The electrodes monitor slight fluctuations in the brain’s voltage, which computer models learn to correlate with their speech. This synchronization is achieved by way of connecting brain activity with a complex simulation of a vocal tract—a setup that builds on recent studies that focus upon the encoding of movements of lips, tongue, and jaw by brain’s speech centers.
How virtual vocal tract is leading to naturalistic speech synthesis
The human brain’s speech centers choreograph the movements of the lips, jaw, tongue, and other vocal tract components to produce fluent speech. As speech centers encode movements rather than sounds, researchers are trying to do the same in decoding those signals. They build upon linguistic principles to reverse engineer the vocal tract movements needed to produce those sounds, for instance, pressing the lips together, tightening vocal cords, shifting the tip of the tongue to the roof of the mouth, subsequently, relaxing it, and so on.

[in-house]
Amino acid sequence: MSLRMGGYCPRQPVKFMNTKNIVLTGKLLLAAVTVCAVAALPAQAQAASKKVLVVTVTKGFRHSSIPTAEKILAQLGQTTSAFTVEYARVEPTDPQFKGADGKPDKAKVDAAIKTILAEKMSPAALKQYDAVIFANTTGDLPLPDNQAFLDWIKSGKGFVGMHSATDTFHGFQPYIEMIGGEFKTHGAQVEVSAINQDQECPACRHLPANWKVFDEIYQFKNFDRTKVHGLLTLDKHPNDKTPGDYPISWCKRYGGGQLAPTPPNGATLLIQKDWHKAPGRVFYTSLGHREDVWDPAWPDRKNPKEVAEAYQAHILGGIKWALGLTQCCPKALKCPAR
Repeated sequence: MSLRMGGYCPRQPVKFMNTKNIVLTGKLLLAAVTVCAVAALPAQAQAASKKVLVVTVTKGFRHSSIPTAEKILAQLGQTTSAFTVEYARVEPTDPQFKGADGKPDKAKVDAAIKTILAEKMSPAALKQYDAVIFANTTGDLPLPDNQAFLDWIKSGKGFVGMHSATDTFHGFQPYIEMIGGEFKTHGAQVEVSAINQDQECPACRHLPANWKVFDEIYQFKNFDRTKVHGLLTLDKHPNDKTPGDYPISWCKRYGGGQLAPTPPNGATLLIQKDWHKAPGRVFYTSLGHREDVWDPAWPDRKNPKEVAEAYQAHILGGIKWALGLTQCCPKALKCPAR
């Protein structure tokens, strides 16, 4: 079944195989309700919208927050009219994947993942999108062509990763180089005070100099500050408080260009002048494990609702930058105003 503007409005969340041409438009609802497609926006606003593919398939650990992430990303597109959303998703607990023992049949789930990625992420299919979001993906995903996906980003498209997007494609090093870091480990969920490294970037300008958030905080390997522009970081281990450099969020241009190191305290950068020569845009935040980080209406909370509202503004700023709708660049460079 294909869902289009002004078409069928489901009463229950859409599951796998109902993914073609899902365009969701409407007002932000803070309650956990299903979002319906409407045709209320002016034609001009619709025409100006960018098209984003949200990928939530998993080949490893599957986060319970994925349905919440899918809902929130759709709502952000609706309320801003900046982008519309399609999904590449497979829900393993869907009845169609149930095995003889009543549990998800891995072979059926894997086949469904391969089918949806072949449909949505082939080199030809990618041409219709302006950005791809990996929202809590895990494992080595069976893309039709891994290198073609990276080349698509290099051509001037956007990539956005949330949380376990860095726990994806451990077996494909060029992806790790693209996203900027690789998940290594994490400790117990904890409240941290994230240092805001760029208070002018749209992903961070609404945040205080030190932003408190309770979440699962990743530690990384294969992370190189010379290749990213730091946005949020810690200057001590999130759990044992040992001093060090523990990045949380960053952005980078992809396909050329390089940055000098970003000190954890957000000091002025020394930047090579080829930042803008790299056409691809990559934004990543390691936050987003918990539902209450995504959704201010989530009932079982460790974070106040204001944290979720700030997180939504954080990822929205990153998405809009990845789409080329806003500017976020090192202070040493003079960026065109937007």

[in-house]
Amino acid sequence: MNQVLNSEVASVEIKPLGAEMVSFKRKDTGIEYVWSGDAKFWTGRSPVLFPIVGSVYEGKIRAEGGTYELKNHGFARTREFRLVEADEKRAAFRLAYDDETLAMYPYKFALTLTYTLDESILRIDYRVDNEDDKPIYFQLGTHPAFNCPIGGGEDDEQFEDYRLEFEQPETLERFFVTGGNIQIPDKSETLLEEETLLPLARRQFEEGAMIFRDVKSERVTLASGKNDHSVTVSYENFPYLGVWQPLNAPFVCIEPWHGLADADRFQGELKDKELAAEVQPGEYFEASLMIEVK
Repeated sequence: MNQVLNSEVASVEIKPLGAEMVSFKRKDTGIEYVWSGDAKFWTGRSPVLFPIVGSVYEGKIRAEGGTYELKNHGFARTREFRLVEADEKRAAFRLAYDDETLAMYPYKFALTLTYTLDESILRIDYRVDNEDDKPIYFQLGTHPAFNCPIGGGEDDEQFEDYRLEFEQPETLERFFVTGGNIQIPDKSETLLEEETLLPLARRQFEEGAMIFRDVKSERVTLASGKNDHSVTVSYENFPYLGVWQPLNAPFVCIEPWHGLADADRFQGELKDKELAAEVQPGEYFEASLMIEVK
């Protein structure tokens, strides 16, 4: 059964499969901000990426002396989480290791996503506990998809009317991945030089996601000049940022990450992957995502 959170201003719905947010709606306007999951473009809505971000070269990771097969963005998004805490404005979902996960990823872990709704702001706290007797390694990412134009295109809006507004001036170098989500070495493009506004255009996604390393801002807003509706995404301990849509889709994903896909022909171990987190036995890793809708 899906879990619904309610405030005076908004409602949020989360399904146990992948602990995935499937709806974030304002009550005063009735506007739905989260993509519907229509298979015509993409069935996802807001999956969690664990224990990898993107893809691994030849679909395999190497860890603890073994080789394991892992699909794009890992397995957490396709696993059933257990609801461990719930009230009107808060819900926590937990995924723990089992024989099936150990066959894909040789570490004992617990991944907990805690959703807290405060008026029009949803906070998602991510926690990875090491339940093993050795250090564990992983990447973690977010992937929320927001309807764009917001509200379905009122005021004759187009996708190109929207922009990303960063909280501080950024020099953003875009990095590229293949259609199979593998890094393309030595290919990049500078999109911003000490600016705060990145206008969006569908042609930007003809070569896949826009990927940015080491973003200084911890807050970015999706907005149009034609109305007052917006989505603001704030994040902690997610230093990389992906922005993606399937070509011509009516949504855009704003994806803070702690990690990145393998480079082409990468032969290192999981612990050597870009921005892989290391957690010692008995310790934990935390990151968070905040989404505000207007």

The anatomical mapping of sound lets scientists creates an authentic virtual vocal tract for every participant. Controlled by the user’s brain activity, it consists of two neural network machine learning algorithms. One of them is a decoder that transforms brain activity patterns produced during speech into movements of the virtual vocal tract, and another is a synthesizer, which transforms these vocal tract movements into a synthetic estimation of the participant’s voice.
The near-natural speech generated by these algorithms is significantly superior to the synthetic speech directly decoded from participants’ brain activity without the inclusion of simulations of the speakers’ vocal tracts. Notably, such algorithms can create sentences that are understandable to hundreds of human listeners in crowdsourced transcription tests conducted on web platforms.